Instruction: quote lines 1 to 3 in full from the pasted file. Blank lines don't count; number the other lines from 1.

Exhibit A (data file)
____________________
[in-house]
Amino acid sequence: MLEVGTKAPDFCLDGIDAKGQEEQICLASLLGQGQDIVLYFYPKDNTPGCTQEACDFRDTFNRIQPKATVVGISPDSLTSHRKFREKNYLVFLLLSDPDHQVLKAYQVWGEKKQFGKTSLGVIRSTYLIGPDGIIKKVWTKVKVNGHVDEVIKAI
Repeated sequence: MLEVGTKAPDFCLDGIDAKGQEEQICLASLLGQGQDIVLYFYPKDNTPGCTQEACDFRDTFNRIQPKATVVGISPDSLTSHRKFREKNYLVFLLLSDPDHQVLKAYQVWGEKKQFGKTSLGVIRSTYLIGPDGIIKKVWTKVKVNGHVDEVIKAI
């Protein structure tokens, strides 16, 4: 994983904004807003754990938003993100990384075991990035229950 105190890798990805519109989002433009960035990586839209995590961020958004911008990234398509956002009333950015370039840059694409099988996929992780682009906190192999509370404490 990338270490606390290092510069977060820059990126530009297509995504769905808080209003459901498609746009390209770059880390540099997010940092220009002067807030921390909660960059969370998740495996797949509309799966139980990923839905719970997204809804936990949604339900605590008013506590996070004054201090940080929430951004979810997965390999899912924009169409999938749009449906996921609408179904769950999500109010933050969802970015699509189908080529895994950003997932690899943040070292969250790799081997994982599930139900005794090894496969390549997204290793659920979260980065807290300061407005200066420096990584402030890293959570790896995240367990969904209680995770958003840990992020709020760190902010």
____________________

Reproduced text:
[in-house]
Amino acid sequence: MLEVGTKAPDFCLDGIDAKGQEEQICLASLLGQGQDIVLYFYPKDNTPGCTQEACDFRDTFNRIQPKATVVGISPDSLTSHRKFREKNYLVFLLLSDPDHQVLKAYQVWGEKKQFGKTSLGVIRSTYLIGPDGIIKKVWTKVKVNGHVDEVIKAI
Repeated sequence: MLEVGTKAPDFCLDGIDAKGQEEQICLASLLGQGQDIVLYFYPKDNTPGCTQEACDFRDTFNRIQPKATVVGISPDSLTSHRKFREKNYLVFLLLSDPDHQVLKAYQVWGEKKQFGKTSLGVIRSTYLIGPDGIIKKVWTKVKVNGHVDEVIKAI